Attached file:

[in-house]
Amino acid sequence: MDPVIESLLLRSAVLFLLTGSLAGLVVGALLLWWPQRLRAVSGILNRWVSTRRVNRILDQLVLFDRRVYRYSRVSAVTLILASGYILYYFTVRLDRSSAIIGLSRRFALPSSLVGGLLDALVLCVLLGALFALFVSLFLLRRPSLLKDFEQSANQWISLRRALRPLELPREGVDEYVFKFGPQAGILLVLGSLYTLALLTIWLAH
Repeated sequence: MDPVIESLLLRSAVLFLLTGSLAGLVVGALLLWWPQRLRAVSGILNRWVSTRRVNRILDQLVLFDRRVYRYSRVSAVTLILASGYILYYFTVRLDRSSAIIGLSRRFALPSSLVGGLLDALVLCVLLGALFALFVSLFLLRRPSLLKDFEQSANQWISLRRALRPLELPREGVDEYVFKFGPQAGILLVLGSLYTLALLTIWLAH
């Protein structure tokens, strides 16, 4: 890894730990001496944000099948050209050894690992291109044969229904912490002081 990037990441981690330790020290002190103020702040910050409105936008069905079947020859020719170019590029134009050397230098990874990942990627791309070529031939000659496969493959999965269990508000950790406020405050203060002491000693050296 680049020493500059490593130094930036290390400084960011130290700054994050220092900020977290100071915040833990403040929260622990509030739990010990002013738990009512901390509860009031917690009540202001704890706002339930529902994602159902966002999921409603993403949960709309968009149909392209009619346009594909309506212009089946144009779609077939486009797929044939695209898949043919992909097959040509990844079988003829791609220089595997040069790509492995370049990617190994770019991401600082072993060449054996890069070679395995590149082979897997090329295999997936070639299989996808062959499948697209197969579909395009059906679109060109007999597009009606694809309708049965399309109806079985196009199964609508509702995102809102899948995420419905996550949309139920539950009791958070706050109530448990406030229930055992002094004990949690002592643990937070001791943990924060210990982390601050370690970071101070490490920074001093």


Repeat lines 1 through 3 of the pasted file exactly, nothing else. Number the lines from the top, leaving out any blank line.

[in-house]
Amino acid sequence: MDPVIESLLLRSAVLFLLTGSLAGLVVGALLLWWPQRLRAVSGILNRWVSTRRVNRILDQLVLFDRRVYRYSRVSAVTLILASGYILYYFTVRLDRSSAIIGLSRRFALPSSLVGGLLDALVLCVLLGALFALFVSLFLLRRPSLLKDFEQSANQWISLRRALRPLELPREGVDEYVFKFGPQAGILLVLGSLYTLALLTIWLAH
Repeated sequence: MDPVIESLLLRSAVLFLLTGSLAGLVVGALLLWWPQRLRAVSGILNRWVSTRRVNRILDQLVLFDRRVYRYSRVSAVTLILASGYILYYFTVRLDRSSAIIGLSRRFALPSSLVGGLLDALVLCVLLGALFALFVSLFLLRRPSLLKDFEQSANQWISLRRALRPLELPREGVDEYVFKFGPQAGILLVLGSLYTLALLTIWLAH